A Compendium of Official Documents Relative to Native Affairs in the South Island. Volume Two.
[Statement of Alexander Mackay]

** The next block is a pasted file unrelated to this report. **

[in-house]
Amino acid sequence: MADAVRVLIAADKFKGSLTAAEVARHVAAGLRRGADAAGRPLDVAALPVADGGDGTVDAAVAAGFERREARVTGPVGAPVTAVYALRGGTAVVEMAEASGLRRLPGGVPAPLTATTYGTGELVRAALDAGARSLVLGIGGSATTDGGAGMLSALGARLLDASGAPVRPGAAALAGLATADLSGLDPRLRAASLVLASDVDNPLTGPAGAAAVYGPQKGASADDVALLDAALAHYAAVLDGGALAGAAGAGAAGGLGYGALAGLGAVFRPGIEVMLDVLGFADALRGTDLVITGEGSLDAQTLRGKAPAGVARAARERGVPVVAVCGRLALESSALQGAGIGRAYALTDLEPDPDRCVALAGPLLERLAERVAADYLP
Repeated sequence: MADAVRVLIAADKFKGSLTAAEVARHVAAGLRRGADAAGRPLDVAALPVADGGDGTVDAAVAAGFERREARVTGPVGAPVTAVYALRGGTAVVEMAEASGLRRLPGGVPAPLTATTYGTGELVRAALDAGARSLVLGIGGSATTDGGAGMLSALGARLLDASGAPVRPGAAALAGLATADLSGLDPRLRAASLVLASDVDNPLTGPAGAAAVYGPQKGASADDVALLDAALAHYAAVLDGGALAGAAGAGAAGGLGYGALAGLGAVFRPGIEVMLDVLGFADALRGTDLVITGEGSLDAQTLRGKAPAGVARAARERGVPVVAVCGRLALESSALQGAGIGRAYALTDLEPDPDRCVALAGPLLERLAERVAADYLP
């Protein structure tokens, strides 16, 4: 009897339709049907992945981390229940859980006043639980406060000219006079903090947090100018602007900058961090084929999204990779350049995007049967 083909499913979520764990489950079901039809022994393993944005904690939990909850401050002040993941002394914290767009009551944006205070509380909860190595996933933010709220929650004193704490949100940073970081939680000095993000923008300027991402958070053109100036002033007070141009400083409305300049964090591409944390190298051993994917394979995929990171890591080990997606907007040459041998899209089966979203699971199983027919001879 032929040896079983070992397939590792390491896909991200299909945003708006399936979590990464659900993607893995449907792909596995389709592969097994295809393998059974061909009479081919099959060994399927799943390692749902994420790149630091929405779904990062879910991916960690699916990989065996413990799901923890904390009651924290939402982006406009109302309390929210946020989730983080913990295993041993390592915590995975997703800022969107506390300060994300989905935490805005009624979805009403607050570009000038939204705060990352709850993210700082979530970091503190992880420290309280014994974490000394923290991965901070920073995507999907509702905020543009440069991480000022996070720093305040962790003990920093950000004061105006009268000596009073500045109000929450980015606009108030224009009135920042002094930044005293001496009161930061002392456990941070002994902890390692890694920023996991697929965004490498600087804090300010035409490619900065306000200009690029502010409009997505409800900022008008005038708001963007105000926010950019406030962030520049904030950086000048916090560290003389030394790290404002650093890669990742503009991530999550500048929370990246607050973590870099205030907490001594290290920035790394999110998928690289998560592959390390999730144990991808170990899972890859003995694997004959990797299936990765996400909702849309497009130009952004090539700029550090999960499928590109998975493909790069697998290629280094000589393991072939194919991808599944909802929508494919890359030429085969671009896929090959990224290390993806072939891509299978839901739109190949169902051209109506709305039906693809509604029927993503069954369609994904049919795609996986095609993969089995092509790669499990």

Mr. Alexander Mackay, being duly sworn, states: I am delegate of the Governor under "The Native Reserves Act, 1862." The provision for the education of Natives, made by the grant to the Bishop at Motueka, appears to be very little appreciated by them. I have frequently requested them to send their children to the school, but they make so many pretended difficulties. Sometimes they have potatoes to plant, harvest to get in, and a variety of other frivolous excuses are given. They care, in fact, very little about it. There could not be a more zealous person than Mr. Ronaldson. He does all in his power to urge them to send their children, and holds a school in two different places, to give a chance to those who live at a distance to send their children. I think the soreness on the fact of the land being taken for this purpose has subsided. I have explained to them on every occasion that they are not entitled to this land, but only have a beneficial interest in it. They complain that they had been defrauded of the land by its being granted to the Bishop. The grant has generally been considered as given specially for the benefit of the Church of England Natives. The Wesleyans, Baptists, &c., have always taken that view of it. I do not know the proportion between the whole number of Natives at Motueka and those belonging to the Church of England. I presume the reserves were set apart by the New Zealand Company for the benefit of the Natives residing on the shores of Tasman's Gulf (Blind Bay), and Golden Bay (Massacre Bay). The Natives in these localities, of all denominations, have an equal right to a share of the benefit of them, in proportion to their respective numbers. I cannot say the exact proportion of the different denominations. I think the Wesleyans were the majority at that time. I am not positive on that point. The reserves given to the Bishop comprise a very large proportion of the best land in the reserves. The actual quantity reserved was 5000 acres (100 fifty acre sections). The total grant to the Bishop out of Native reserves, is 918 acres. The extent of good land is about 700 acres. I have not been over the whole of the property held by the Bishop, but I should think 200 acres would be the extent of bad land. Mr. Greenwood, in speaking of barren hills, must have been alluding to the portion of the grant which comprises the Crown lands, not Wakarewa. I can speak particularly as to the fact that the whole of the Crown land included in the page 300grant is bad. The complaint of the Natives of the grant being made is not confined to one denomination. They all join in this. I do not see how giving the land back again would benefit them in particular, as the proceeds would belong to all the Natives in the settlement. I do not think the retention by the Collingwood Natives of their reserved lands deprives them of a right to a share in the proceeds of the Motueka lands. The Golden Bay reserves were intended for the special use and occupation of the resident Natives, and similar reserves for occupation should have been made for the Motueka Natives. It has been to the detriment of the Trust property that they have, owing to the want of such occupation reserves, been allowed to occupy the New Zealand Company's reserves. It was, however, impossible to avoid this, unless other lands had been bought for them. The Motueka Natives have in occupation about 1000 acres. They cannot justly complain of want of land to cultivate. The Bishop's Trust, and the land appropriated to the use of the Natives, comprises nearly the wholo of the best land. They actually at the present time let 140 acres out of what has been appropriated for their own use, the rental being collected by Mr. Alexander Le Grand Campbell, and paid directly to them, without coming into the Trust accounts. If I had not agreed to this renting by them, they would have done it illegally and surreptitiously. If the land had been let in the usual way, and the proceeds not paid to them, they would have had a cause of complaint, as they have been recognized as the legal occupants of the land, which they would construe as legal owners of the land. They have, however, always been allowed to take the whole of the rents accruing from rents of appropriated lands; and I would say the rents were as necessary for their maintenance as the land itself was appropriated. A section of 150 acres at Takaka was exchanged with Mr. Thorpe for three of these sections at Motueka—the latter being sandy, poor land, near the beach. I think the Trust got an equivalent by this exchange. It was proposed to give Ramari a share of the Takaka land, where she was living with her husband, whose place it was. She could not agree with the Natives there, and afterwards left the place. Ramari, I think, is the only one fairly entitled to have provision made for her. I purpose to locate her on some land on the first opportunity. I have had her case under my attention for some time. I think I can manage to put her upon some of the land other Natives wish to rent, paying them the rental out of the Native Trust Fund. The Trustees of the Bishop's land under "The Natives School Act, 1867," would be entitled to aid from the General Government, which I think they are in a position to acquire a right to. The complaints about the Bishop's grant are chiefly confined to Motueka Natives. I think the reason we hear no complaints from other Natives is owing to their ignorance of their right to any share in it. It would be a great advantage if a central boarding-school could be established at Motueka, and all the Native children from the surrounding districts sent to it. It would be necessary however to adopt a different system from the one in use, before any good result could be expected; industrial training so far as out-door pursuits are concerned would have to be abondoned, but in-door handicrafts might be be taught to advantage. On reading over Mr. Greenwood's return I wish to observe that the gross rental produced from the land held by the Bishop is considerably in excess of that received by the Trust. Our gross rental for Moutere and Motueka does not exceed £360 a year, although the land let by us amounts to 2500 acres, or nearly three times as much as that let out of the Bishop's grant—confirming my statement as to the latter comprising the best of the land. I think if the boarding-school alluded to was properly established and carried on at Motueka, Natives of other denominations than Episcopal would send their children there. There are very few known Catholic Natives in the Province. I think there are none. I cannot call to mind a single individual of this persuasion. The following paper gives a brief history of the management of the Nelson reserves, which includes that of the Motueka grant to the Bishop of New Zealand:—